Saturday, 1 March 2014

Adapt or die (or Embracing technological change)

Alvin Toffler, described by Wikipedia as a “writer and futurist, known for his works discussing the digital revolution, communication revolution and technological singularity” once said that “the illiterate of the 21st century will not be those who cannot read and write, but those who cannot learn, unlearn and relearn”.

He has a point.

In 2014, if you don’t understand new science and technology you’re really at a huge disadvantage. If you can’t understand the basic facts about things like diet, sexual health and vaccination you and your family are at enormous risk. If you don’t understand the basics of climate change, economic globalization and modern communication technology your career, your wealth and your quality of life are going to be limited.

If you don’t keep up with progress in science and technology you really are going to be at a huge disadvantage.

The same goes for companies offering service to consumers like you and me.

Whether they like it or not (and most of them don’t) more and more of their customers are using new mechanisms for telling each other about the services we receive. At the basic level they’re using text messages to tell each other about their experiences. The more advanced and better equipped are emailing each other. An impressive proportion are now using Whatsapp, Twitter and Facebook to share their experiences.

I admit that Facebook is the social media facility I’m most familiar with so I’ll just comment on that. Ask someone else about Twitter.

The effect of Facebook has been astonishing, even in a small community like ours in Botswana. There are several Botswana-based Facebook groups with thousands of members, including ours, that allow any member to post almost anything they want and every member of that group can be immediately alerted to the post. A company that has transgressed and offended a customer can be the subject of ridicule and humiliation, whether correctly or not, within moments across the globe.

The danger is not just from the comments, it can be just as much from the reaction companies display to negative comments.

In the past few months we’ve seen a manager of a security company respond to complaints about his company’s descending levels of service by insisting that complaints can only be dealt with by following the official company complaints procedure and that Facebook comments weren’t an acceptable way of raising concerns. The reaction to his comments from the entire community was simple. Sorry pal, that’s not your decision to make, we’ll complain however we see fit. Live with it.

A few weeks later a DJ in a hotel responded to complaint on Facebook about the service at the hotel’s trendy, pseudo-chic bar where he worked by claiming the people who attended the bar were “classy” whereas their competitor’s bar was largely patronized by “hookers”. You can imagine the firestorm this ignited. Even though he deleted his comments as soon as the reaction began that was too late. People had already taken screenshots of his comments and seconds later he was more famous than he cared to be. It took all the efforts of the hotel management and their PR company to put out that fire.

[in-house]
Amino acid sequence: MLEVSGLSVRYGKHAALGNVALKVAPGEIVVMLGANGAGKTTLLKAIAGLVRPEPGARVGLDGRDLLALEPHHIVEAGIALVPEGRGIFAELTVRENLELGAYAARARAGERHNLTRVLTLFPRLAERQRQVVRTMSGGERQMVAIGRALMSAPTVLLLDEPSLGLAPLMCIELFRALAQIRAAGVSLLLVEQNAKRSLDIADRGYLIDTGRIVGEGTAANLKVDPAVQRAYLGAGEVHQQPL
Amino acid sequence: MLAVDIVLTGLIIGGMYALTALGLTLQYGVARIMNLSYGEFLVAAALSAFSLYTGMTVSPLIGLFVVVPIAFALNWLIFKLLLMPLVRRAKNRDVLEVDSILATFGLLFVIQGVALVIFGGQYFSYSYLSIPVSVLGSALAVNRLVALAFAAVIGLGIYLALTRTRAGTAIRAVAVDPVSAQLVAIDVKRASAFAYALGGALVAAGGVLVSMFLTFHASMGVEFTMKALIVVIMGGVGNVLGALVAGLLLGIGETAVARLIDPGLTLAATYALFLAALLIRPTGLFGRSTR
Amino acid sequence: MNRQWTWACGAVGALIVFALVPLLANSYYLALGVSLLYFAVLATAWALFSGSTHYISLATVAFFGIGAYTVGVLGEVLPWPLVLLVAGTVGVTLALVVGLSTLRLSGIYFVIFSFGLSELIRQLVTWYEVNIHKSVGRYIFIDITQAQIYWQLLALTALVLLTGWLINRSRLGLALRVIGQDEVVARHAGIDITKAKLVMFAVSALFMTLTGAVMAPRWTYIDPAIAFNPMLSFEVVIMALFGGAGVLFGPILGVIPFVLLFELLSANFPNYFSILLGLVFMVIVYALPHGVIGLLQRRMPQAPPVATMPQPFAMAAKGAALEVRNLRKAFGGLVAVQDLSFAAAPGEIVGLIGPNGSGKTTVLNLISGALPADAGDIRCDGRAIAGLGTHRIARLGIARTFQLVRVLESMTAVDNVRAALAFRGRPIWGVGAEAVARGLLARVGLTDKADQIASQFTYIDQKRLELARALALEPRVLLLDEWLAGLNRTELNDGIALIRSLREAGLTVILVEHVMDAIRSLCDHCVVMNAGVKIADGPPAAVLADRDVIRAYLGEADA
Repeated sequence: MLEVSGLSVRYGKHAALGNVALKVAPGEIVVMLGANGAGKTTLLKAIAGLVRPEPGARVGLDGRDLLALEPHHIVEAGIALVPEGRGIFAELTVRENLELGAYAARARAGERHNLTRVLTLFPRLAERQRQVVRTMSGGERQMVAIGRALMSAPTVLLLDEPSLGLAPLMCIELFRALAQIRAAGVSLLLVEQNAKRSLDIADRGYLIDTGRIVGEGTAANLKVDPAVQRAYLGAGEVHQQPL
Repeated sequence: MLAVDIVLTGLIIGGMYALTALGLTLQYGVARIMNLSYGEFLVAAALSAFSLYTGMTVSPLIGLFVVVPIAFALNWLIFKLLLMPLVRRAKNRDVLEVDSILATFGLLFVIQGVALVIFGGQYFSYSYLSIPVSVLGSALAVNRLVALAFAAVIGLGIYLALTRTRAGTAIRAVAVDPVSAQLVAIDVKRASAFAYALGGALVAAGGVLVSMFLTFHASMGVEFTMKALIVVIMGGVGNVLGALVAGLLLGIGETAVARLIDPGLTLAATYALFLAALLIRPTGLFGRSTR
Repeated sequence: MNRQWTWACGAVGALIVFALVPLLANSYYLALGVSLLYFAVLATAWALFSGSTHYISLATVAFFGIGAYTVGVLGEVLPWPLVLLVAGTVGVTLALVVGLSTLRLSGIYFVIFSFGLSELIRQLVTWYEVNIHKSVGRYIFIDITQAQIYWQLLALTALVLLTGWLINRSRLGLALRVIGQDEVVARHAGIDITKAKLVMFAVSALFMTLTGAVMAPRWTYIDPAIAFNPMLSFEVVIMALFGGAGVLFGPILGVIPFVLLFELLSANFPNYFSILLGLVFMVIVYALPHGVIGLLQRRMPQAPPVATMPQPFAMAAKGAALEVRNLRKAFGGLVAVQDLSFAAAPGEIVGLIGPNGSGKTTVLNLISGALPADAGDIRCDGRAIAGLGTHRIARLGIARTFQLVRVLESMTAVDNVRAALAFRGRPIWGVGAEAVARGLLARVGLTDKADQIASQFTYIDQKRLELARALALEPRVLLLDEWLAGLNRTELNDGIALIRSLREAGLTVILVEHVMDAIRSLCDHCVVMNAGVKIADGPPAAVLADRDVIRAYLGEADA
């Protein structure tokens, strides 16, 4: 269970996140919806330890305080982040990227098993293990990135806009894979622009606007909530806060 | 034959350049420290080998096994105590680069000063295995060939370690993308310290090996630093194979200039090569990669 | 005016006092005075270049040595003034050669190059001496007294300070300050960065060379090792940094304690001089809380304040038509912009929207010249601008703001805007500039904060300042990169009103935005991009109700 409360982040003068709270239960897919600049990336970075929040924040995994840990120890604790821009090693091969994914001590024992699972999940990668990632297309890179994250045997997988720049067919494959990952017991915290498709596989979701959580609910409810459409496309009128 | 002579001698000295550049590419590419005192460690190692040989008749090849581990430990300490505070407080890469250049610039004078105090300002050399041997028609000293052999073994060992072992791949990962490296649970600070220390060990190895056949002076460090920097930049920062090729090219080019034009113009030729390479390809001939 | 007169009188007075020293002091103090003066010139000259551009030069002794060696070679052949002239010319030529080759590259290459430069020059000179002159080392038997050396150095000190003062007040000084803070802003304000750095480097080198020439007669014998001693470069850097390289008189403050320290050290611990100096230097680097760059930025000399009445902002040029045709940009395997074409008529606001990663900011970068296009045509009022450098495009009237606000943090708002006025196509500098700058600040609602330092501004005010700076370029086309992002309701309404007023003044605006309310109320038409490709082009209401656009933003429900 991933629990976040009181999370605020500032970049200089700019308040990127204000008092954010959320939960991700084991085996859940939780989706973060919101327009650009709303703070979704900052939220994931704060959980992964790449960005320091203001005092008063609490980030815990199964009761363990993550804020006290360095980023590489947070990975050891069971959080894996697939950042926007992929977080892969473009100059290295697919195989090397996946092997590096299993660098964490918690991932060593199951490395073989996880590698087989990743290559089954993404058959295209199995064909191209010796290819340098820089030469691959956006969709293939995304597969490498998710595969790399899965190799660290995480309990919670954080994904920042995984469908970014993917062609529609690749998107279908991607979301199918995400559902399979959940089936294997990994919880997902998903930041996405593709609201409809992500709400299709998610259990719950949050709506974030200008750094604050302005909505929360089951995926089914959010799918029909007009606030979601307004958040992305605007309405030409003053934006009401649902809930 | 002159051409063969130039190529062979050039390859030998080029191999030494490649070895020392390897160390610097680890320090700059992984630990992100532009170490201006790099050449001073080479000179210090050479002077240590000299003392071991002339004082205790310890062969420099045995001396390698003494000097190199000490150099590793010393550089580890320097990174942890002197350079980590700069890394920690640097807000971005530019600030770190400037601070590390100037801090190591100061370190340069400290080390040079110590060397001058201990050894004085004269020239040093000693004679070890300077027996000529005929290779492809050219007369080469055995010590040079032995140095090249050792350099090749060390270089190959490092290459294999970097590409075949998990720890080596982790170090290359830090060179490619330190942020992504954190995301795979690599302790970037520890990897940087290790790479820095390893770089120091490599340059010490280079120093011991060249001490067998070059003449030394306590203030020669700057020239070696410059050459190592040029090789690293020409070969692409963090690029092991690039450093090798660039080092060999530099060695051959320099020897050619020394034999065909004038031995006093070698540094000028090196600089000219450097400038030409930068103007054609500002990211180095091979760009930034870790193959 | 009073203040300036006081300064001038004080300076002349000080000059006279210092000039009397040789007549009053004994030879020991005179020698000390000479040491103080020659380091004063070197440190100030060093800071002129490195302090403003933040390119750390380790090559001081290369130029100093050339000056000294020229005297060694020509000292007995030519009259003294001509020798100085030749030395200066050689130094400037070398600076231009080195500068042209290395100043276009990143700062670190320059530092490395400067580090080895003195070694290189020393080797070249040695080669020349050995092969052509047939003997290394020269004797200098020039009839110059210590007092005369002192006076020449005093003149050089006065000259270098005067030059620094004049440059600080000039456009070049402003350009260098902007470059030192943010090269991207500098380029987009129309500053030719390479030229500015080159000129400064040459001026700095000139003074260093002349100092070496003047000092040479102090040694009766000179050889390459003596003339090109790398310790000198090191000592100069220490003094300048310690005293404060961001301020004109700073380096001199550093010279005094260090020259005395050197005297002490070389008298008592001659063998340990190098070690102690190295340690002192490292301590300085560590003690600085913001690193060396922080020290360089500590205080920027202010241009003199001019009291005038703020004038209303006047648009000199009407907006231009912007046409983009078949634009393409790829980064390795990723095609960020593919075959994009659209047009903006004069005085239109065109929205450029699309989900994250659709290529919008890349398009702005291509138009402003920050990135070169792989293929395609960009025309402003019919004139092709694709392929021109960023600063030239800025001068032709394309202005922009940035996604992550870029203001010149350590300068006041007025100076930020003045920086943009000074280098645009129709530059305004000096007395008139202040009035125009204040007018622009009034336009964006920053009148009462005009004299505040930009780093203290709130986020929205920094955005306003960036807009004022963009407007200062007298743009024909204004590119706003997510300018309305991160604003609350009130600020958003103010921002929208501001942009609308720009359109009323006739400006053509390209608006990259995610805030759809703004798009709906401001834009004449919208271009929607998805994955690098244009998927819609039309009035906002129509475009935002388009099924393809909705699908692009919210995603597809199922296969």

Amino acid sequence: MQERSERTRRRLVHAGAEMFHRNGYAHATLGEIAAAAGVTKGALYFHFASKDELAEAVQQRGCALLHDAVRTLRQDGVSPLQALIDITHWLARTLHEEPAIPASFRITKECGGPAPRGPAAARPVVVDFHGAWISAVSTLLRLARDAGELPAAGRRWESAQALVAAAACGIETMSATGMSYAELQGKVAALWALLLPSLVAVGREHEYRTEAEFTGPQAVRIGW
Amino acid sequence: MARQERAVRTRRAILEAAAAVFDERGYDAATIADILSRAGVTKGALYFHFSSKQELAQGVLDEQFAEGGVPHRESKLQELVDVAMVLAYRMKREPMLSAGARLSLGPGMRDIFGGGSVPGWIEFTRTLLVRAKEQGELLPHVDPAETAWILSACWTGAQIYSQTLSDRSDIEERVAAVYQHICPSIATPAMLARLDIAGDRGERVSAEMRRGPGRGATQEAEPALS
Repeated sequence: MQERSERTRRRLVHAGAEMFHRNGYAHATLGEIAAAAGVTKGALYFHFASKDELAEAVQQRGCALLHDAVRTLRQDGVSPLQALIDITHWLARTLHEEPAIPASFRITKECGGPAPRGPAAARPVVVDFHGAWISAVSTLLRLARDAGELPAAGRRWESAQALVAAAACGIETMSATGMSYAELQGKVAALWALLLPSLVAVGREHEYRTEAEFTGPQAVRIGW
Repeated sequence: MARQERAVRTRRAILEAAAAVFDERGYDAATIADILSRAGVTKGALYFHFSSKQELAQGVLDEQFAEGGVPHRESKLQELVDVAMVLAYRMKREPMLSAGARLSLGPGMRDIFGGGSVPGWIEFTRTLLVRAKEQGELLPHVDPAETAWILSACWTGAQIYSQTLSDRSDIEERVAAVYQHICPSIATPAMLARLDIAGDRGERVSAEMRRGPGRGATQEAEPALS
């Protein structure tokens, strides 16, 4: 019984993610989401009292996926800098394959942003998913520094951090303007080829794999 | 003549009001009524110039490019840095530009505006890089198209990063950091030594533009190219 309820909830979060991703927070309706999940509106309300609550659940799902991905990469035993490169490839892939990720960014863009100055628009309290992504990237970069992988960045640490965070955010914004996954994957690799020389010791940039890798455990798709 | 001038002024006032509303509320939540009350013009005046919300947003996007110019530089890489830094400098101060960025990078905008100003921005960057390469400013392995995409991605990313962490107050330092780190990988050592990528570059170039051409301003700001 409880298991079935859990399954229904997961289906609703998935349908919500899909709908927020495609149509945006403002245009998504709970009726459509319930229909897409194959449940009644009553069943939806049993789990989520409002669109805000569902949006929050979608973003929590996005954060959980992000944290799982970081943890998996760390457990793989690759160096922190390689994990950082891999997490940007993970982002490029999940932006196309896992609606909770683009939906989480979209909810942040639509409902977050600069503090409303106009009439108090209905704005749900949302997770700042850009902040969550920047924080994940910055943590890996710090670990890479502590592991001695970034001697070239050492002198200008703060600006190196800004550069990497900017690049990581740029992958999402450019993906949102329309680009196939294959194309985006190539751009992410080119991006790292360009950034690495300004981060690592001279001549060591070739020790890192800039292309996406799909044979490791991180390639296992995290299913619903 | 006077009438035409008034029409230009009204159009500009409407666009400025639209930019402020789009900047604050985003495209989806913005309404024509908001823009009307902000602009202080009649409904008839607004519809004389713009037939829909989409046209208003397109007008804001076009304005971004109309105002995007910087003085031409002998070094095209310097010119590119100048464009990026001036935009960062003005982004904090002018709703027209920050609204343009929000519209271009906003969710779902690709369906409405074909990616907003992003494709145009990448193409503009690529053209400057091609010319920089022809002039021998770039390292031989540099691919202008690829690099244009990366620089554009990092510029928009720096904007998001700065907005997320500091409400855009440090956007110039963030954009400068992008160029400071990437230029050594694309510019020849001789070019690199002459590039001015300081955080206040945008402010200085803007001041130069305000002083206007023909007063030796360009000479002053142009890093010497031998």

The hotel, even though the situation wasn’t their fault, learned the hard way that Facebook can be a very dangerous weapon.

Even on our Facebook group things can often get a little heated. We’ve had a variety of comments about service providers who consumers have described as “useless”, “incompetent” and “negligent”. Our policy is simple. Words like that can only be used when there is clear evidence that they are true. Until then we remove such comments and either encourage the original poster to use more measured language or to send us the comments privately. Or just perhaps calm down a bit.

We’ve even seen a couple of occasions when suppliers have seen these comments, become angry and threatened both us and the author with legal action, forgetting that over-reaction is ten times worse than taking no action at all, particularly when the posts have been removed.

The problem is that people forget that Facebook is the technological equivalent of standing on top of a tall building shouting through a loudhailer while being broadcast live (and being recorded) on TV, radio and then printed in the newspapers.

As they say on police programs, anything you say on Facebook may be recorded and later used against you.

Before you get the impression that I’m against social media, that’s not true. I think that facilities like Facebook are a critical part of the future of customer service. They just have to be understood and used wisely by both consumers and suppliers. Just like historical technological innovations like call centers offered new ways of satisfying customers, they have to be used correctly if they’re to be useful.

I’d go one stage further. I believe that the simple truth is that companies that embrace new ideas like the social are more likely to succeed, those that reject it are destined for failure.

Whether you like it or not it’s true. You might not like the new social media, you might be skeptical, even dismissive of things like Facebook, Twitter and Whatsapp but that’s a bit like my grandparents who were skeptical about television, my parents who were skeptical about satellite and cable TV and my contemporaries who are skeptical about the internet and iPads. You’re welcome to live in the past, in the technological Dark Ages if you wish, but the rest of the world will move on without you. Progress is heartless, it doesn’t care a bit about the people it leaves behind. Meanwhile those of us who accept it and who perhaps even welcome change will be richer and happier because of it.

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